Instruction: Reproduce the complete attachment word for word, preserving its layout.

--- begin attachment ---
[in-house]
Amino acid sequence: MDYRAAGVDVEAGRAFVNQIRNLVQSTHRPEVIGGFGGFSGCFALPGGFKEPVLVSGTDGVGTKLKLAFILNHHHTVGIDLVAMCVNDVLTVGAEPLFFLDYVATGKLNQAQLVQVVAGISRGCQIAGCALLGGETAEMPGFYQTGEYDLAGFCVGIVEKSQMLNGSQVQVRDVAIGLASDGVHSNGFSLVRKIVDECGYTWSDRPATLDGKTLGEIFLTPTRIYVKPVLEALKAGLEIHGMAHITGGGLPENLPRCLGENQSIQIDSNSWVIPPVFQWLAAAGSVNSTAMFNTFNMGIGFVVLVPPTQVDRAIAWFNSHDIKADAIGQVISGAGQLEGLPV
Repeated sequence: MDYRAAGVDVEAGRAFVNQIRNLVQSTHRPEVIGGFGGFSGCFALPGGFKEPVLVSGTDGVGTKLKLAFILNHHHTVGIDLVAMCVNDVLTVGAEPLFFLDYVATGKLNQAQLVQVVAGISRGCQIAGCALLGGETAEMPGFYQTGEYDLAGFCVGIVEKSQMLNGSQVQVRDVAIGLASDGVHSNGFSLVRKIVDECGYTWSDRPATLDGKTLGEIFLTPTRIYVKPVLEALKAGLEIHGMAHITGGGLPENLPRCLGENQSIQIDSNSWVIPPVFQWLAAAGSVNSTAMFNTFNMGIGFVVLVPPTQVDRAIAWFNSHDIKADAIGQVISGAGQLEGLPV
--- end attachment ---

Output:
[in-house]
Amino acid sequence: MDYRAAGVDVEAGRAFVNQIRNLVQSTHRPEVIGGFGGFSGCFALPGGFKEPVLVSGTDGVGTKLKLAFILNHHHTVGIDLVAMCVNDVLTVGAEPLFFLDYVATGKLNQAQLVQVVAGISRGCQIAGCALLGGETAEMPGFYQTGEYDLAGFCVGIVEKSQMLNGSQVQVRDVAIGLASDGVHSNGFSLVRKIVDECGYTWSDRPATLDGKTLGEIFLTPTRIYVKPVLEALKAGLEIHGMAHITGGGLPENLPRCLGENQSIQIDSNSWVIPPVFQWLAAAGSVNSTAMFNTFNMGIGFVVLVPPTQVDRAIAWFNSHDIKADAIGQVISGAGQLEGLPV
Repeated sequence: MDYRAAGVDVEAGRAFVNQIRNLVQSTHRPEVIGGFGGFSGCFALPGGFKEPVLVSGTDGVGTKLKLAFILNHHHTVGIDLVAMCVNDVLTVGAEPLFFLDYVATGKLNQAQLVQVVAGISRGCQIAGCALLGGETAEMPGFYQTGEYDLAGFCVGIVEKSQMLNGSQVQVRDVAIGLASDGVHSNGFSLVRKIVDECGYTWSDRPATLDGKTLGEIFLTPTRIYVKPVLEALKAGLEIHGMAHITGGGLPENLPRCLGENQSIQIDSNSWVIPPVFQWLAAAGSVNSTAMFNTFNMGIGFVVLVPPTQVDRAIAWFNSHDIKADAIGQVISGAGQLEGLPV